If I could pick any player in MLS to build my team around, Cucho would be second on my list after Almada. With 40 goal contributions in all competitions, the 24-year-old was lights-out in 2023. A full preseason for Rossi should only help elevate the Crew’s attack, one that will still benefit from Nagbe’s calming presence at the base of midfield.

The defending champs have some nice, shiny building blocks on their hands.

  • Christian Benteke (F)
  • Mateusz Klich (M)
  • Theodore Ku-Dipietro (M)

While they’re not rolling in talent like the two teams above them, D.C. United have a handful of players who are poised for a good 2024. Benteke, one of the most physically dominant strikers on the planet, snagged 14 goals last year and should do the same this year regardless of who takes over as head coach. Klich, another veteran, moves the ball and creates chances at a high level from midfield. Finally, at just 21, Ku-Dipietro finds good spots off the ball and adds a ton of value with his dribbling.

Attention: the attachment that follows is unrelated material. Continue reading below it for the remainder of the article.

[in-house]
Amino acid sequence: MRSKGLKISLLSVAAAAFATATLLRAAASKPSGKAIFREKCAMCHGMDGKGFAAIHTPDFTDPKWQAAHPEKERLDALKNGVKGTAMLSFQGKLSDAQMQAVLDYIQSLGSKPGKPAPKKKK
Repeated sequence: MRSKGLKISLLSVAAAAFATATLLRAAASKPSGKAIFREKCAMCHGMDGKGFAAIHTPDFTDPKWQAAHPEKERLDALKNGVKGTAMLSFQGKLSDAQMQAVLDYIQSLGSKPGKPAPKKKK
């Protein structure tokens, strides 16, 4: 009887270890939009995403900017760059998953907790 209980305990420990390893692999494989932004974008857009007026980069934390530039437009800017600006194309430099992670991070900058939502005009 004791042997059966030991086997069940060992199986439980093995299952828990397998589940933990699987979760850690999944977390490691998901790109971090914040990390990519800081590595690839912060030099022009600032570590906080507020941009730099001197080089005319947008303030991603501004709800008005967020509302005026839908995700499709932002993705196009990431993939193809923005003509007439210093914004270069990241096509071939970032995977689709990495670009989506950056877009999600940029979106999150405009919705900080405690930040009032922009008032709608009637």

• Lionel Messi (F)
  • Sergio Busquets (M)
  • Tomás Avilés (D)

The two biggest pieces of Inter Miami’s squad pick themselves. Messi is, uh, Messi, while Busquets remains an elite No. 6. After those two, Jordi Alba and Facundo Farías both deserve some love, but I’m giving the third key player slot to Avilés.

At 19, Avilés arrived from Argentina midseason and started 11 league games. His poise and skill on the ball mixed with his defensive range from the center-back position will give Miami’s attack-minded players even more room to operate in 2024.